Calvert Emerging Markets Equity Fund (NASDAQMUTFUND: CVMI.X) invests in emerging market companies with a strong track record in sustainability. According to the fund’s documentation, the fund’s positions hold 100% lower fossil fuel reserves and have 94% lower carbon emissions compared to the MSCI Emerging Markets Index. CVMI.X has a fairly small portfolio of just 55 stocks, mostly weighted in the information technology and consumer discretionary sectors. Net assets are $ 4.1 billion and the fund’s net expense ratio is 0.99%. Five-year annual returns are just under 15%.

3. For corporate bonds

If you are young, you might be fully invested in stocks and equity funds. As you get older, it is best to transfer some of your wealth to fixed income positions for more stability. US Treasury debt is often the preferred choice in this asset class because it presents very low risk. But of course, low risk goes hand in hand with low return. Ten-year Treasury rates have been below 2% since the second half of 2019 and have been below 1% for most of 2020.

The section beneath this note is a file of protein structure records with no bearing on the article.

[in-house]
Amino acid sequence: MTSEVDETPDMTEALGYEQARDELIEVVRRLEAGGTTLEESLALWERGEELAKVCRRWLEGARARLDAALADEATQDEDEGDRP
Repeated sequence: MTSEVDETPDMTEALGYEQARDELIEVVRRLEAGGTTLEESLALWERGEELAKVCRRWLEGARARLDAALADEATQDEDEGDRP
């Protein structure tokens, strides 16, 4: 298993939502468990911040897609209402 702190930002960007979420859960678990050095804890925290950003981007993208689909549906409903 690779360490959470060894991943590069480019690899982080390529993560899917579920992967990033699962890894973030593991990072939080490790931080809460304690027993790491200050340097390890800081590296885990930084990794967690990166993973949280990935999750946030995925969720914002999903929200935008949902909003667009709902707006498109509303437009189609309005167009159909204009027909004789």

Corporate bonds are an alternative. They carry more risk than Treasury debt, but pay higher returns. A corporate bond fund also offers another opportunity to support companies with sustainable business practices.

ETF iShares ESG Aware 1-5 Year USD Corporate Bond (NASDAQ: SUSB), for example, holds investment grade short-term corporate bonds issued by companies with a positive ESG track record. Major issuers include Morgan stanley, Microsoft, Bank of America, and American Express. The fund has net assets of $ 549 million and an expense ratio of 0.12%. Its three-year average return is 4.23%.

Your ESG investment portfolio

The ESG story is compelling, especially if sustainability is important to you. But the decision to increase your ESG exposure remains an investment decision that requires the usual level of due diligence. Read the fund’s documentation, understand the investment approach, check the background of the fund and its manager, and keep an eye on these charges. You want to support businesses that make a positive impact around the world, but you should expect financial benefit in return.

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Suzanne Frey, an executive at Alphabet, is a member of the board of directors of The Motley Fool. Teresa Kersten, an employee of LinkedIn, a subsidiary of Microsoft, is a member of the board of directors of The Motley Fool. Catherine Brock owns shares of Johnson & Johnson, Microsoft and Procter & Gamble. The Motley Fool owns shares and recommends Alphabet (A shares), Alphabet (C shares), Microsoft and Tesla. The Motley Fool recommends Johnson & Johnson. The Motley Fool has a disclosure policy.

The views and opinions expressed herein are the views and opinions of the author and do not necessarily reflect those of Nasdaq, Inc.